Why Every Software Developer Should Work Solo

“Won’t you be bored?” asked Kevin.

He couldn’t believe that I’d be leaving a team of 15-20 engineers developing software for Caterpillar’s equipment to writing a quoting application of a manufacturer in Omaha.  Not only that, but I’d basically be by myself.  The only one working on the app, and one of 3 developers (the other 2 being ColdFusion developers, and me a Windows developer.)

To some degree I was worried that Kevin would be right.  I was going from a place that employed close to 1000 electrical, mechanical and computer engineers.  I’d go from getting to hook up to custom hardware and troubleshoot the communications between it.  I was leaving behind the opportunity to hook up a laptop to a diesel engine and watch my software run (or fail.)

But as I thought more about it, I realized I wouldn’t be bored.  There was a lot of work ahead of me.  I was taking on a project in which I’d be responsible for gathering requirements, developing the GUI, creating the application, testing the entire app as well as release management.  I couldn’t just tuck myself away in the corner and spend the day looking at data link traffic.

However, as I left that job three years later, I realized a couple things.  First, I rarely had a boring day.  Secondly, going solo (or close to it) made me a much, much better developer.

What Big Teams Offer

When I was working on a large team, I was able to play a very well defined role.  I wrote one, maybe 2 features a release, and fixed a lot of bugs.  I didn’t worry about the architecture of a program (or even realize that programs had architecture) we had 2 or 3 super-developers for that.  I didn’t spend a lot of time worrying about requirements, or customer requests.  Those were usually handed to me in order for me to write some design documents and start coding. I did have to do testing.  Obviously, I had to test my own code, but we also split up our regression testing among the entire team.  I had no work to do on actually deploying the software.  In fact, with my limited role, by the time code hit lockdown I was usually starting to write design documents for my feature in the next release.

Responsibilities of the Solo Developer

All of that changed when I became the only Windows developer on my team. I quickly realized that the structure of my new program was 100% on me.  The features, as well as the look-and-feel would get input from my customers.  However, what assemblies I had, and the database structure etc were 100% my call.  This put a lot of pressure on me.  I couldn’t have something that was always breaking down, or was hard to maintain.  I had to research good database design principles and learn how to implement them.  I had some experience with databases at Caterpillar, but the product was so mature that I don’t think I ever had to actually design anything more than a simple look-up table.

In addition to design, I quickly realized that I needed a way to test my code.  If I were to write a feature and then test it at all, it would probably double my development time, at least using the principles I knew at the time.  Again, this drove me to research different techniques.  It was this process that exposed me to NUnit and automated testing.  I started writing test cases and making sure that when I put in 100 feet, I got 3 30foot pieces and 1 10 foot piece.  Learning about this technique was just the start, however.  My next challenge was to try and get the two web guys to implement it as well. This task proved to be more of a teacher than me just learning.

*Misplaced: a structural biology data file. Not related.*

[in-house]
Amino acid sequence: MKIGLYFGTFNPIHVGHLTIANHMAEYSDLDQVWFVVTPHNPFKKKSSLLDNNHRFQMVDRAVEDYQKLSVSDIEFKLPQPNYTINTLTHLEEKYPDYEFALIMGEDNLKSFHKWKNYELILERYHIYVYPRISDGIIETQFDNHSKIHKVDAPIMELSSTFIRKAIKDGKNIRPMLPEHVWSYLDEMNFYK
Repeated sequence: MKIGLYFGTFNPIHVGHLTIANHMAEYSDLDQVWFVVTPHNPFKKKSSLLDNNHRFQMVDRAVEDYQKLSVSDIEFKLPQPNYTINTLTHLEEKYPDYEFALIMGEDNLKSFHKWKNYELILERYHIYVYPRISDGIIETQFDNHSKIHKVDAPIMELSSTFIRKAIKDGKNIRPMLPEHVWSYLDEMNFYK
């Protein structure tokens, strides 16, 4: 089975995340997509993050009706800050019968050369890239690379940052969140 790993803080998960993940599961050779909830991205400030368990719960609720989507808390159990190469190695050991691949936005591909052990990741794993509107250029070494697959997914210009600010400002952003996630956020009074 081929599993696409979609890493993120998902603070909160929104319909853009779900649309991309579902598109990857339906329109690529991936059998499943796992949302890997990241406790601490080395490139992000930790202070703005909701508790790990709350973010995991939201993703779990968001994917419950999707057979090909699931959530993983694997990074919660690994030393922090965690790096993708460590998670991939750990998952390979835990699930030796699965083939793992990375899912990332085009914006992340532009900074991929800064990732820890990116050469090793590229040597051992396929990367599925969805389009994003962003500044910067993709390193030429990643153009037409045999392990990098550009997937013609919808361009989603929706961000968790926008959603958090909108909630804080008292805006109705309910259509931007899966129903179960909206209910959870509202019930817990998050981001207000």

The last technical task I had to undertake was how to actually do a deployment.  For the first few months, if someone wanted an alpha copy, I’d just switch over to “Release” in Visual Studio, do a build, zip the bin folder and give it to them. Obviously this wasn’t something that could be maintained long-term.  I quickly found something to build me MSIs and EXEs.  I then started using this to create installers.  But it was still time consuming.  Finally, I found CruiseControl.Net and began to create automated builds.  This made building and deploying quite a bit easier, as now all I had to do was click a button on a website, and a minute or two later, I had an exe ready to deploy.

It’s Not ALL About The Code

Despite all the technical tasks that I learned, the most important one was non-technical.  It was how to deal with the customers.  I was now the go-to person for the entire life of the application.  Have a new feature you want?  Talk to Nate.  Found a bug?  Talk to Nate.  Wondering why progress is so slow?  Talk to Nate.  Hate the UI?  Talk to Nate.

At one point, I got frustrated with one of my customers and walked into my co-worker’s office.  I said “Don’t you just love our customers?”  To which he replied “Yes I do.  Because without them, I wouldn’t have a job.”  At first, I was frustrated, that he wouldn’t share my sentiment.  But over time, those same customers that drove me nuts helped make me a better developer.  I had to learn to listen to what they were saying AND what they wanted (usually 2 different things.)  I also learned how to interact with them.  Most customers don’t care about any technical talk.  They want a bottom line answer, and they want to know how things are going to affect them.

Overall, if I had not gone to a place where I would be the only one on my project, I would have had the need to learn and grow in the areas I did.  I would probably be stuck in the mindset of cranking out the next block of code, completely missing the bigger picture.

Why Every Developer Should Work On A Team


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